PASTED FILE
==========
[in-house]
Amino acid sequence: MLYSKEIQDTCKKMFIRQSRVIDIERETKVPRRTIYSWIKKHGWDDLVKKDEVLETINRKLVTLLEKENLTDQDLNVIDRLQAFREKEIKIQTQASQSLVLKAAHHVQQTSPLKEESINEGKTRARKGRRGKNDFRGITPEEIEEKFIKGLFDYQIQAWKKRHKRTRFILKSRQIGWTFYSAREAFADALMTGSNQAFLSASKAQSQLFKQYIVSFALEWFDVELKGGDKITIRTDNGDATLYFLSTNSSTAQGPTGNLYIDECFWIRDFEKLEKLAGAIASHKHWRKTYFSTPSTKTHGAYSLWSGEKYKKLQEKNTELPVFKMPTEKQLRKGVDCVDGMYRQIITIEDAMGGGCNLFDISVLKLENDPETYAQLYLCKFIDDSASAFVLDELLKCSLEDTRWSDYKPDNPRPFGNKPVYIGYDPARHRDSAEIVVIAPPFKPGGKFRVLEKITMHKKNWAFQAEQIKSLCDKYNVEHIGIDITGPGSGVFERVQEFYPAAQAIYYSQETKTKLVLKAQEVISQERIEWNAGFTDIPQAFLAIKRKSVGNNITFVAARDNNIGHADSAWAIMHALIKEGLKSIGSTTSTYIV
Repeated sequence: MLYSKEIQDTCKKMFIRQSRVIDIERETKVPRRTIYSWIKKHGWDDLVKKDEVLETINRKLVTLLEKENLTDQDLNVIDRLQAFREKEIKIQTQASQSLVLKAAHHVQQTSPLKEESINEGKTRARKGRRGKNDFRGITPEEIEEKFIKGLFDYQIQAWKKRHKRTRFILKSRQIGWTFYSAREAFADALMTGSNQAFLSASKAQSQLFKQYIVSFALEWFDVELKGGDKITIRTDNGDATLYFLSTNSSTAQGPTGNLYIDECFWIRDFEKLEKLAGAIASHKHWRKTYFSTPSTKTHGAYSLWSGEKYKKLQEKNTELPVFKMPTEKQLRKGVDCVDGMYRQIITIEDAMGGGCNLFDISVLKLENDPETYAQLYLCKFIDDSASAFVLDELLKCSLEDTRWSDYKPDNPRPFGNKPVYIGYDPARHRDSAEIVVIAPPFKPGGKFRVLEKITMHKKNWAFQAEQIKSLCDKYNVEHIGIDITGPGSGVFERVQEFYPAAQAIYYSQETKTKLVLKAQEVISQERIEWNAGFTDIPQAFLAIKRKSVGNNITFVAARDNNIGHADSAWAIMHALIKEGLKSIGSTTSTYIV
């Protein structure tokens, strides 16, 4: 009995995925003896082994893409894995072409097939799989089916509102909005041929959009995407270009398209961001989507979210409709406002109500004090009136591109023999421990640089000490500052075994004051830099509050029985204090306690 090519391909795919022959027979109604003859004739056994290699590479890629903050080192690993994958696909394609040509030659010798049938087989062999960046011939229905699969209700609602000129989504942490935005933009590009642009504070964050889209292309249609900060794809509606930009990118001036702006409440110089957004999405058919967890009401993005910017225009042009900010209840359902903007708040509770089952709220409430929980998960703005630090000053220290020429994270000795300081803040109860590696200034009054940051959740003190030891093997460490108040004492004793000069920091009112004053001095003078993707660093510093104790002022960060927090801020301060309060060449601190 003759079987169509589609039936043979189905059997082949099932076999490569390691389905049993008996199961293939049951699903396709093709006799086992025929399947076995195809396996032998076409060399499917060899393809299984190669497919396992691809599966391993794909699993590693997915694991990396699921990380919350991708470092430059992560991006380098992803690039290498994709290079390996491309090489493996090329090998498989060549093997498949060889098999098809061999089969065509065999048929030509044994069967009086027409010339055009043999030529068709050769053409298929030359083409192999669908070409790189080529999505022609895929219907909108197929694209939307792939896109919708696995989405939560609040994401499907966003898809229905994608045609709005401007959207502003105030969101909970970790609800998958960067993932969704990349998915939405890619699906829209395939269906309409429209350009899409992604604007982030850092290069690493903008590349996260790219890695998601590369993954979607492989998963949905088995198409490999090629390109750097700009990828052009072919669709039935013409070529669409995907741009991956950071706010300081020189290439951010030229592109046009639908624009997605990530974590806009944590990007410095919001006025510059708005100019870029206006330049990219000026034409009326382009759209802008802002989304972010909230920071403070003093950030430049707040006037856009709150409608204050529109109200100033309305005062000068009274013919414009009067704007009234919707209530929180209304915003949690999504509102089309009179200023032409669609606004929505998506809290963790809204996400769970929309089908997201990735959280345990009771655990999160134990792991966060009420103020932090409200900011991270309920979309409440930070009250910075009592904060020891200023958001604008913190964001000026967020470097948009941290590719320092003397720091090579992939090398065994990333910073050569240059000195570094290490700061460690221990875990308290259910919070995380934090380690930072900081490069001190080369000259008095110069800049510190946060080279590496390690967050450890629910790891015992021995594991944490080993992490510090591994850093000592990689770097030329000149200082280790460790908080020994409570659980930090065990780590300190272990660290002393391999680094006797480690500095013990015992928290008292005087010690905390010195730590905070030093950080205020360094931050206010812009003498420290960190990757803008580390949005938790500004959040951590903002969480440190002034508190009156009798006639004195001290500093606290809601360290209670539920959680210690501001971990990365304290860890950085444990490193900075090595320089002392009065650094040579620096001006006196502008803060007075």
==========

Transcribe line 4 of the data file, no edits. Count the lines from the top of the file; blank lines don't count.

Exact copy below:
């Protein structure tokens, strides 16, 4: 009995995925003896082994893409894995072409097939799989089916509102909005041929959009995407270009398209961001989507979210409709406002109500004090009136591109023999421990640089000490500052075994004051830099509050029985204090306690 090519391909795919022959027979109604003859004739056994290699590479890629903050080192690993994958696909394609040509030659010798049938087989062999960046011939229905699969209700609602000129989504942490935005933009590009642009504070964050889209292309249609900060794809509606930009990118001036702006409440110089957004999405058919967890009401993005910017225009042009900010209840359902903007708040509770089952709220409430929980998960703005630090000053220290020429994270000795300081803040109860590696200034009054940051959740003190030891093997460490108040004492004793000069920091009112004053001095003078993707660093510093104790002022960060927090801020301060309060060449601190 003759079987169509589609039936043979189905059997082949099932076999490569390691389905049993008996199961293939049951699903396709093709006799086992025929399947076995195809396996032998076409060399499917060899393809299984190669497919396992691809599966391993794909699993590693997915694991990396699921990380919350991708470092430059992560991006380098992803690039290498994709290079390996491309090489493996090329090998498989060549093997498949060889098999098809061999089969065509065999048929030509044994069967009086027409010339055009043999030529068709050769053409298929030359083409192999669908070409790189080529999505022609895929219907909108197929694209939307792939896109919708696995989405939560609040994401499907966003898809229905994608045609709005401007959207502003105030969101909970970790609800998958960067993932969704990349998915939405890619699906829209395939269906309409429209350009899409992604604007982030850092290069690493903008590349996260790219890695998601590369993954979607492989998963949905088995198409490999090629390109750097700009990828052009072919669709039935013409070529669409995907741009991956950071706010300081020189290439951010030229592109046009639908624009997605990530974590806009944590990007410095919001006025510059708005100019870029206006330049990219000026034409009326382009759209802008802002989304972010909230920071403070003093950030430049707040006037856009709150409608204050529109109200100033309305005062000068009274013919414009009067704007009234919707209530929180209304915003949690999504509102089309009179200023032409669609606004929505998506809290963790809204996400769970929309089908997201990735959280345990009771655990999160134990792991966060009420103020932090409200900011991270309920979309409440930070009250910075009592904060020891200023958001604008913190964001000026967020470097948009941290590719320092003397720091090579992939090398065994990333910073050569240059000195570094290490700061460690221990875990308290259910919070995380934090380690930072900081490069001190080369000259008095110069800049510190946060080279590496390690967050450890629910790891015992021995594991944490080993992490510090591994850093000592990689770097030329000149200082280790460790908080020994409570659980930090065990780590300190272990660290002393391999680094006797480690500095013990015992928290008292005087010690905390010195730590905070030093950080205020360094931050206010812009003498420290960190990757803008580390949005938790500004959040951590903002969480440190002034508190009156009798006639004195001290500093606290809601360290209670539920959680210690501001971990990365304290860890950085444990490193900075090595320089002392009065650094040579620096001006006196502008803060007075």